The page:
I just had a possibly interesting idea: what is it that makes it possible for religious people to look at a image on TV of starving people dying in Africa and say,
Well, that’s what happens when you reject Christ…
I believe one answer might be the belief in supernatural free will, i.e. the free will given to humans by God, according to Christianity.
This belief can possibly be identified as the cause of many differences of opinion with secular humanists with regard to how people who should be treated who make poor choices, or who are at the extreme end of suffering. Basically, the humanist says, “this person suffers due to inputs from the physical world, which failed him.”, and many Christians say, “he made a choice to do that–a choice given to him by God.”
They are saying very explicitly that odds can be in favor of failure, as determined by reality, and that if said person does fail the responsibility is still on them. And as a result, public policy will be made more in line with that person choosing to fail than on them being a victim of failure, and this difference is of paramount importance in the creation of public policy.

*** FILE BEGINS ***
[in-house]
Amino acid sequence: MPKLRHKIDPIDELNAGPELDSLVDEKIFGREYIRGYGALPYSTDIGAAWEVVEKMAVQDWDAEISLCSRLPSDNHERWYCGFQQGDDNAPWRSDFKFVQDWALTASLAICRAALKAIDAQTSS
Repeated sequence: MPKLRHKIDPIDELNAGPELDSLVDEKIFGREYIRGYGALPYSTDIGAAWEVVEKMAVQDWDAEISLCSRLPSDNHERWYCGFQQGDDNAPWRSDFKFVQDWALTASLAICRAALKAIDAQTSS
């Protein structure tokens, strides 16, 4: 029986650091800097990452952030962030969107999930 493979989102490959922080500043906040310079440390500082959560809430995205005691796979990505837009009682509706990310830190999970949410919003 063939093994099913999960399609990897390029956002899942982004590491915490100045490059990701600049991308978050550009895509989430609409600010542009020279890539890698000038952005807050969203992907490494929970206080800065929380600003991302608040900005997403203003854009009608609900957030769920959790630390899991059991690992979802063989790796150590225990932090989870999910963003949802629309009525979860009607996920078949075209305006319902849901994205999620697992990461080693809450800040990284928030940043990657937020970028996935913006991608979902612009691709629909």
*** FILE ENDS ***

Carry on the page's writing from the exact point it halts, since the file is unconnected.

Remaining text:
In other words, unfair public policy can be said to stem directly from a belief in the supernatural–specifically, the catastrophic belief that the combination nature + nurture does not result in an outcome–and that instead, each person can be personally held responsible for their failure.
If this is the case, a belief in supernatural free will–as taught by Christianity and the other Abrahamic religions– could arguably be considered a direct and significant cause of the mistreatment of disadvantaged human beings. I think one could argue that this is evidence that religion–or at least religion that preaches this sort of supernatural responsibility–does cause harm.